Economists are sometimes criticized for failing to account for the effects of human activity on the environment. Often the services provided by an ecosystem, and the damage we do it, are simply labelled “externalities” and ignored. In today’s Eco Babble, David Kaczan tells us about Ecosystem Markets, and how they allow economists to bring environmental costs into the picture.
People and the planet: Building solidarity in environmental struggles
Marcus Peterson reports back from a panel discussion titled “People and the planet: Building solidarity in environmental struggles.” The discussion focused on examples of grassroots indigenous initiatives addressing environmental issues and highlighted the links between environmental struggles and issues of activism, labour, indigenous rights, globalization, and capitalism in general. Featured guests include: Eriel Tchekwie Deranger, Freedom From Oil Campaigner with the Rainforest Action Network; Melina Laboucan-Massimo, Climate and Energy Campaigner with Greenpeace; and Chelsea Flook, Associate Director of the Sierra Club’s Prairie Chapter.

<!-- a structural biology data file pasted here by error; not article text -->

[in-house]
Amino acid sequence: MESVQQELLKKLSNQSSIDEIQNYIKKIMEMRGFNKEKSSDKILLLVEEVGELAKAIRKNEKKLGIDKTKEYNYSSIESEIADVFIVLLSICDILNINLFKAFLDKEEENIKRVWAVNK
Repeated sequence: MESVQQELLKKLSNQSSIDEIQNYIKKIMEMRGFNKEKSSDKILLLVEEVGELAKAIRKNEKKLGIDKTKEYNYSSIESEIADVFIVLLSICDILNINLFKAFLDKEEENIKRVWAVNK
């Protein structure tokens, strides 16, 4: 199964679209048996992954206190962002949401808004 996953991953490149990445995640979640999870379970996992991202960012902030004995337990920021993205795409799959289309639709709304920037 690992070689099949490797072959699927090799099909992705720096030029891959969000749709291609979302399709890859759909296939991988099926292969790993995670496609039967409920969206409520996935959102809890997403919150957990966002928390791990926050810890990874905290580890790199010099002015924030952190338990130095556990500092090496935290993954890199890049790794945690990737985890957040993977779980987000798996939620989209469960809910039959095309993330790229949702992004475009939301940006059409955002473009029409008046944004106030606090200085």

Four major rivers Korean restoration project
The Korean Prime Minister has argued that the project promotes development in economy, environment, and culture. This project is to invest 14 trillion won ($12,461,000,000) to four rivers to do bank revetment, restore the ecological function of streams, to make bike roads near stream, and so on. However, the project has drawn criticism from environmental and religious organizations in Korea for the potential environmental damage that could result. Correspondent Seon-ah Gu reports.